So?

So, you get one of those oxalate frags ripping through an FAA-approved ureter and no more flying for you. There goes the standing 20% who thought they were immune with their skinny BMIs.

Rest Easy, The FAA Usually Fails

Okay, there is no Dr. Whizzbang, no secret FAA reeducation camps, but you can see that, left to its own imagination, the FAA will always do whatever it can to limit flight. If it could regulate the birds from the trees it would.

The real question is: Now that the FAA has distracted us with Dr. T’s proposed surgical pilot/controller removal, what are the folks in DC really planning?

Don’t declare victory if Dr. T is forced to back away from the nuclear BMI option. There’s always another battle looming over the horizon, and it takes real flying pilots to see that far.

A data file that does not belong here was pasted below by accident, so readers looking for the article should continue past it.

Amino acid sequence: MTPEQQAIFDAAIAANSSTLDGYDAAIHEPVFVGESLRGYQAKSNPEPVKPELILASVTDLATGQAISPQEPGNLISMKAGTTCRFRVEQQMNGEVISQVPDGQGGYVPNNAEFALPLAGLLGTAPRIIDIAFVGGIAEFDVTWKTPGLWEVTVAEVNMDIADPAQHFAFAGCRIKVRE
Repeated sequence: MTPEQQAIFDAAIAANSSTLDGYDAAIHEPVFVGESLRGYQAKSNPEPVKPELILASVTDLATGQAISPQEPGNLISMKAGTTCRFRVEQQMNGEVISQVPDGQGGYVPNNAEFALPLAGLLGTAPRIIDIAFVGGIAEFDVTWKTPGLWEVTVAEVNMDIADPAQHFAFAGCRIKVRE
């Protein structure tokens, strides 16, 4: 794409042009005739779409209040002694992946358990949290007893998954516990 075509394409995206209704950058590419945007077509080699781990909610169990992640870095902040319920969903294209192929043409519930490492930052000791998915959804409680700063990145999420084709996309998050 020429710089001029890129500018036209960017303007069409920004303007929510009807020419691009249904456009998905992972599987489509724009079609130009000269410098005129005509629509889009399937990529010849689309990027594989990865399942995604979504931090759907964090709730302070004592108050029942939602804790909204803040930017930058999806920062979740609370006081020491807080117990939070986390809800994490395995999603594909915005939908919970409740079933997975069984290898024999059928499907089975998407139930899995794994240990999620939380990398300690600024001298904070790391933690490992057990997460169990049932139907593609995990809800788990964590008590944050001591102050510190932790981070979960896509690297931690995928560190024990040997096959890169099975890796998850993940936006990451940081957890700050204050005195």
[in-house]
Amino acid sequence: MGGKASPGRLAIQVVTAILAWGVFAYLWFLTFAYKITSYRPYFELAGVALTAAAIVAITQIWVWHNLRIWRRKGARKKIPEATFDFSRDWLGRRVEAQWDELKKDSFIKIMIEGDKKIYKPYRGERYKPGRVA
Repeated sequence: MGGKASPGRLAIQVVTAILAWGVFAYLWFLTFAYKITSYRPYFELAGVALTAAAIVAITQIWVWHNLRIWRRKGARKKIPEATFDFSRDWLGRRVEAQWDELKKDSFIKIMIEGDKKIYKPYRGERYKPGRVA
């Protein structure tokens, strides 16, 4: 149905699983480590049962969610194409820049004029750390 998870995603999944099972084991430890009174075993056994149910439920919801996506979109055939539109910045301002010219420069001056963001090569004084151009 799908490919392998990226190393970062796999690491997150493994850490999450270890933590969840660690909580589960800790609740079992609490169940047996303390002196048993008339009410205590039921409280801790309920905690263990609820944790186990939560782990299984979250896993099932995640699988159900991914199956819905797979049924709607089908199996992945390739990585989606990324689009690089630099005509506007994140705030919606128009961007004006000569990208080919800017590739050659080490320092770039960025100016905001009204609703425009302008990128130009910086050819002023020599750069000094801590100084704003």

Paul Berge, CFII, is a former FAA air traffic controller (1979-97) and author of The Private Pilot Beginner’s Manual (for Sport Pilots, Too) and Bootleg Skies. He teaches in his 1946 Aeronca Champ and doesn’t need no stinkin’ medical certificate.

Aviation’s gateway drug

Guest Editorial by BRENT OWENS

When it comes to promoting aviation are we on the right track? If someone has never seen a light airplane before and decides that maybe this is something they are interested in, what is their first exposure? For many it will be via an Internet search engine or the newsstand. And what will our new pilot-to-be see when he or she looks?

If you search the Internet for the term “learn to fly” a couple of gaming sites will come up and then you’ll hit the Aircraft Owners and Pilots Association’s and Cessna’s learn to fly websites. After a little more digging you’ll find that a license is upwards of $10,000 and airplanes are north of $100,000.

[Read more...]